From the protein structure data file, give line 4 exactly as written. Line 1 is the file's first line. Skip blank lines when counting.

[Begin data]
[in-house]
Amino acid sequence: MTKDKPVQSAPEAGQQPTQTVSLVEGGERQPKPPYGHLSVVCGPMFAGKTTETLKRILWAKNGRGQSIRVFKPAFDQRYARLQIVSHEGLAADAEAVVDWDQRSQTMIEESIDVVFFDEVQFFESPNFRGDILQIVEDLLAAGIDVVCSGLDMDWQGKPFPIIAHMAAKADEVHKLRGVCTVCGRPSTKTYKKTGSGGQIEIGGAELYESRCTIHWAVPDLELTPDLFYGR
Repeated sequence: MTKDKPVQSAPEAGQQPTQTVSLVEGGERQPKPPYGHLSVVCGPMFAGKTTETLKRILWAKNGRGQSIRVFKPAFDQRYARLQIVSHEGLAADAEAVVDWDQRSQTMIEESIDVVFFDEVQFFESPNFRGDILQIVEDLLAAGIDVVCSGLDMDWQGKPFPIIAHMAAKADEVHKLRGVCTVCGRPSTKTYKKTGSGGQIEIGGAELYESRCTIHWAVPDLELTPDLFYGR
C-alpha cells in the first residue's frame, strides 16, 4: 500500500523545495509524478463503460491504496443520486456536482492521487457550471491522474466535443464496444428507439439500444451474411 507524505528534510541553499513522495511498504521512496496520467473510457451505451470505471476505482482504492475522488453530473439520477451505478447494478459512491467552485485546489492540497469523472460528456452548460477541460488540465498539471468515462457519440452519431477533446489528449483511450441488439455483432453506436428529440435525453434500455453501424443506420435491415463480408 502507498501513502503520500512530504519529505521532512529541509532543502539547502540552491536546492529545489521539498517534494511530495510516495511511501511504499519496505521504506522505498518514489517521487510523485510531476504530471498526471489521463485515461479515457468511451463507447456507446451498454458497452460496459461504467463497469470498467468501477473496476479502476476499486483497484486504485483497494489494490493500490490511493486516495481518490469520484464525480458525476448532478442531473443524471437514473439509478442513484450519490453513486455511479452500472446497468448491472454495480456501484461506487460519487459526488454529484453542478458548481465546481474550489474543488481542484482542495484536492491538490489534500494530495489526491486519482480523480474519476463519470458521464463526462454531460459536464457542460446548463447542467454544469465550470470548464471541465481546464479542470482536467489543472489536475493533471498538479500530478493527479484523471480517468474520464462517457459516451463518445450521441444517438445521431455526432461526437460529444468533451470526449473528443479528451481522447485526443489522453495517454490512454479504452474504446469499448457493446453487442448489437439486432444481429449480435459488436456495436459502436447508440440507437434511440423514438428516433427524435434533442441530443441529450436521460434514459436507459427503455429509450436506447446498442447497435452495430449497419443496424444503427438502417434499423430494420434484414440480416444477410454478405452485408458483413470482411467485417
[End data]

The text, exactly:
C-alpha cells in the first residue's frame, strides 16, 4: 500500500523545495509524478463503460491504496443520486456536482492521487457550471491522474466535443464496444428507439439500444451474411 507524505528534510541553499513522495511498504521512496496520467473510457451505451470505471476505482482504492475522488453530473439520477451505478447494478459512491467552485485546489492540497469523472460528456452548460477541460488540465498539471468515462457519440452519431477533446489528449483511450441488439455483432453506436428529440435525453434500455453501424443506420435491415463480408 502507498501513502503520500512530504519529505521532512529541509532543502539547502540552491536546492529545489521539498517534494511530495510516495511511501511504499519496505521504506522505498518514489517521487510523485510531476504530471498526471489521463485515461479515457468511451463507447456507446451498454458497452460496459461504467463497469470498467468501477473496476479502476476499486483497484486504485483497494489494490493500490490511493486516495481518490469520484464525480458525476448532478442531473443524471437514473439509478442513484450519490453513486455511479452500472446497468448491472454495480456501484461506487460519487459526488454529484453542478458548481465546481474550489474543488481542484482542495484536492491538490489534500494530495489526491486519482480523480474519476463519470458521464463526462454531460459536464457542460446548463447542467454544469465550470470548464471541465481546464479542470482536467489543472489536475493533471498538479500530478493527479484523471480517468474520464462517457459516451463518445450521441444517438445521431455526432461526437460529444468533451470526449473528443479528451481522447485526443489522453495517454490512454479504452474504446469499448457493446453487442448489437439486432444481429449480435459488436456495436459502436447508440440507437434511440423514438428516433427524435434533442441530443441529450436521460434514459436507459427503455429509450436506447446498442447497435452495430449497419443496424444503427438502417434499423430494420434484414440480416444477410454478405452485408458483413470482411467485417